Fig. 1.

(Color online) (a) Potential and (b) kinetic energy density recorded during the transit of the M/V Alice Oldendorf. (c) Active intensity directional of arrival. (d) Phase cross-spectrum between pressure and vertical particle velocity revealing approximate cutoff frequencies for modes as suggested by horizontal dashed lines, e.g., mode 3 emerges at frequency 35 Hz. Time for (a)–(d) is relative to the CPA.

Close modal

The active intensity bearing10 is derived from the pressure and the horizontal (x,y) component of particle velocity, and the direction of arrival [Fig. 1(c)] is 180° from the arc-tangent of these two orthogonal active intensity measures, rectified by the IVAR internal compass (x-channel oriented along bearing 199°). A robust, single estimate of direction-of-arrival versus time is obtained by a frequency average over the band 30–120 Hz.

An additional detail is provided by the cross-spectrum Sp(f;t)Svz(f;t), where indicates complex conjugation. The phase pattern of this quantity [Fig. 1(d)] reveals cutoff frequencies for modes, and has been shown to be informative in vector acoustic observations of ship noise.11 These data are used in the inversion process, where phase is given by the inverse tangent of the ratio of imaginary to real parts of Sp(f;t)Svz(f;t). For the inversion, however, the absolute value of phase is used because phase magnitude is a more robust quantity that avoids rapid ±π swings, which are difficult to model precisely. In the following, a data vector d is defined as the absolute value of the phase (normalized by π) at a given time t for frequencies 30–120 Hz every 1 Hz. Frequencies 86–88 Hz are eliminated from d owing to electronic contamination, setting the length d equal to 88.

The forward model used in the Bayesian inversion is based on the sum of normal modes for acoustic pressure and particle velocity. An analogous approach9 is developed for single modes applicable to cases where geometric dispersion is sufficient to identify separated modes. The complex spectral component of pressure P(f) received at range R and receiver depth zr is expressed as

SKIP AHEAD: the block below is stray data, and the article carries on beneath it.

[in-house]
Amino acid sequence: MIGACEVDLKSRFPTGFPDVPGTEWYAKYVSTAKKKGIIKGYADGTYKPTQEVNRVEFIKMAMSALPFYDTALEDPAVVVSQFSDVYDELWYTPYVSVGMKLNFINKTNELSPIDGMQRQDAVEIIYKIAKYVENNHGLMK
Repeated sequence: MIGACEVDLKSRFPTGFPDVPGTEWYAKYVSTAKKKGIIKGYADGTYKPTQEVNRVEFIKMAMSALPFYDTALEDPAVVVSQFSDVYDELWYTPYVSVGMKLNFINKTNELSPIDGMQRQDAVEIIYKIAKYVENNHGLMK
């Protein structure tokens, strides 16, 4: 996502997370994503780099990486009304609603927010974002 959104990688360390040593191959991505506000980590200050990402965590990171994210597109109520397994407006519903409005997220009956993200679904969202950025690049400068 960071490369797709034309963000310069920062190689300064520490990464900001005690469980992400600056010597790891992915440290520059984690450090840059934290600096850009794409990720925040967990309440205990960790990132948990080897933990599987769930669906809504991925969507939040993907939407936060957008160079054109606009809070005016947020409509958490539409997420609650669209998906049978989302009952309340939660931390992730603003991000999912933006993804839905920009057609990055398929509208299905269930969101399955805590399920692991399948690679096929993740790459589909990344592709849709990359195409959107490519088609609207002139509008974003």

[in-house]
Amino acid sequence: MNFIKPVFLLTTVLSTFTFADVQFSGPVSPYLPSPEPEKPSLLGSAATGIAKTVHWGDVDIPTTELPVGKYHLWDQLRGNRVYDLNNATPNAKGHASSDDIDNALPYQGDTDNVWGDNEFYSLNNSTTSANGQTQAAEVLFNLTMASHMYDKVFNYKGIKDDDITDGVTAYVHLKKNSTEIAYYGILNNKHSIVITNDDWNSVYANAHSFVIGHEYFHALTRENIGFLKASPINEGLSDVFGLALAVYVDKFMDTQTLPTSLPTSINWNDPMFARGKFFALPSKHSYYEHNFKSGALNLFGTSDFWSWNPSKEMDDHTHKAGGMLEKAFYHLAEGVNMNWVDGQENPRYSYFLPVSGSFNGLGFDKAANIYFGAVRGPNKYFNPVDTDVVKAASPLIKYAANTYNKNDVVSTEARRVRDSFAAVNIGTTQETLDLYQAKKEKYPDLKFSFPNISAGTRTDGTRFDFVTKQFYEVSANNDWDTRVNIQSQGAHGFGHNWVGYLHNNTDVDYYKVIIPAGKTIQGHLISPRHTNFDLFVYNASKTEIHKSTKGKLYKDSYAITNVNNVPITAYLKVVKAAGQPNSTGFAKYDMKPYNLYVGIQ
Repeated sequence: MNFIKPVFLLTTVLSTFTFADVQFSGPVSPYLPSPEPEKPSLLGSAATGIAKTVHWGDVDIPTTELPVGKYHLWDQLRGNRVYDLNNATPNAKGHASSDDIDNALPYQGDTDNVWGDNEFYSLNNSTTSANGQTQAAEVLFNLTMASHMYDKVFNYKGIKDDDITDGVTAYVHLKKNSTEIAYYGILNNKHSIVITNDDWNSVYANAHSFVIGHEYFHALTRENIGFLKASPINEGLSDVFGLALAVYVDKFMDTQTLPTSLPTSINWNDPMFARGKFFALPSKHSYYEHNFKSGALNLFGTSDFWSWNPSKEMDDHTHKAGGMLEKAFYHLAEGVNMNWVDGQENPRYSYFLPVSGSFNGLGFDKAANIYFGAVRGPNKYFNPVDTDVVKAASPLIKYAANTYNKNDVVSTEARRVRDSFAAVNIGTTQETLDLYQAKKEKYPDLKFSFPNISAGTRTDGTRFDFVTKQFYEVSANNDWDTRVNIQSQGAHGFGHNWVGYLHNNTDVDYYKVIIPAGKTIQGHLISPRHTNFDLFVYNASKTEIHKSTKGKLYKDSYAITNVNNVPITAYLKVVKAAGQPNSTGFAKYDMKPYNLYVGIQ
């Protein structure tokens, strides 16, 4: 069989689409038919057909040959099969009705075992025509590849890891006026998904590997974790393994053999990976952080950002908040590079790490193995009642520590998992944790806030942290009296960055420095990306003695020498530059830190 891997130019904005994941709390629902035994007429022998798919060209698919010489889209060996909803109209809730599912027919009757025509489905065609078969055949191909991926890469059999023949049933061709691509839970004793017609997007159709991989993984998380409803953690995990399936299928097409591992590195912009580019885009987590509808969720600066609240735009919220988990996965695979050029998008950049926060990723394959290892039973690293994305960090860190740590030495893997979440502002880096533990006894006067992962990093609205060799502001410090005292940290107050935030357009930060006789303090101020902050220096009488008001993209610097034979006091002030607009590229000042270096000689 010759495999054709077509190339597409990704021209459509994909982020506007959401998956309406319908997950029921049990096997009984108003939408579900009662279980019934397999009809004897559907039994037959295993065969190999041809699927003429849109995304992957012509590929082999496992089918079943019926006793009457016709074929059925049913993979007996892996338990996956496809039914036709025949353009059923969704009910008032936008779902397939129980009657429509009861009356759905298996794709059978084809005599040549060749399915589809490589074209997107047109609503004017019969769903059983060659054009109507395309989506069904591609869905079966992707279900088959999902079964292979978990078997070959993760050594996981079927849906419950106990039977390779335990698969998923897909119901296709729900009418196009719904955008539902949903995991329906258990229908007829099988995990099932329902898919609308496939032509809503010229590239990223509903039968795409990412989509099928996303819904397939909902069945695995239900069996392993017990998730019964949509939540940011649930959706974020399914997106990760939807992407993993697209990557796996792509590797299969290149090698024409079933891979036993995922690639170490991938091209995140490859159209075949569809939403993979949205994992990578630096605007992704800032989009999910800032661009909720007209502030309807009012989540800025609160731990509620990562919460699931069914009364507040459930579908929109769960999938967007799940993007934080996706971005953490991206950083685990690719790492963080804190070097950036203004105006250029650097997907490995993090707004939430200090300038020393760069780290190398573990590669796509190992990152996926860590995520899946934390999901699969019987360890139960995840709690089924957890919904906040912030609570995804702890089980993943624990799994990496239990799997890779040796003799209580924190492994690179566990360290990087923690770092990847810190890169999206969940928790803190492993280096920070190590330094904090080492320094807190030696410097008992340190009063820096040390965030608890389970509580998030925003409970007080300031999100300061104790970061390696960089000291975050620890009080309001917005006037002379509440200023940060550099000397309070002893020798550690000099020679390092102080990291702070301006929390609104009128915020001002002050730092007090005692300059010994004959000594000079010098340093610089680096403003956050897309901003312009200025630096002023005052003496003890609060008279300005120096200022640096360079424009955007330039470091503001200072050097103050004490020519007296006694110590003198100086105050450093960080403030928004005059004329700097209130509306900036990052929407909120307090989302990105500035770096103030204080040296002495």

P(f)S0(f)neiknRi(π/4)knRUn(zs,f)Un(zr,f),
(1)

where Un is the nth vertical mode function at frequency f, kn is the corresponding horizontal wavenumber (computed using the Kraken normal mode program12), zs is source depth, zr is receiver depth (fixed to the IVAR sensor depth of 1.25 m above the seabed), and the asymptotic representation for the Hankel function is used where R is range. An unknown source spectrum S0(f) is shown for completeness, but is ultimately eliminated from the model upon taking a ratio.

Horizontal and vertical derivatives of Eq. (1) yield the corresponding horizontal Vr(f) and vertical Vz(f) particle velocities, respectively. For Vr(f) the mode sum includes the factor (kn/2πfρ), where a second term in Vr(f) associated with the horizontal derivative becomes negligible compared with the first term for ranges greater than a few wavelengths and is thus ignored. For Vz(f) it is Un(zr,f) in the mode sum that is replaced by a finite difference approximation for the vertical derivative evaluated at zr and multiplied by (i/2πfρ).

From these quantities the potential Ep and kinetic Ek energy density are formed as

Ep(f)=14|P(f)|2/(ρcw2),
(2)
Ek(f)=14ρ(|Vr(f)|2+|Vz(f)|2),
(3)

and complex vertical intensity as

Izc=12P(f)Vz(f),
(4)

from which the real part yields active vertical intensity Iz(f) and the imaginary part reactive vertical intensity Qz(f).

There are multiple options to proceed toward a modeled quantity that is independent of the source spectrum. One is via the ratio of Iz(f) to Ep(f)+Ek(f), which was developed as an inversion metric for observations that support resolved single mode arrivals.9 Another, used recently for inversion from an active source,13 is the vertical phase gradient of acoustic pressure, which is equivalent to the ratio Iz(f) to Ep(f) multiplied by (2πf/4cw2). The approach used here takes the absolute value of the phase of Izc normalized by π, which corresponds to the data vector. This is computed for the same 88 frequencies as d, based on a given geoacoustic parameter vector m, and defines the model vector d(m) representing a simulated replica of the data.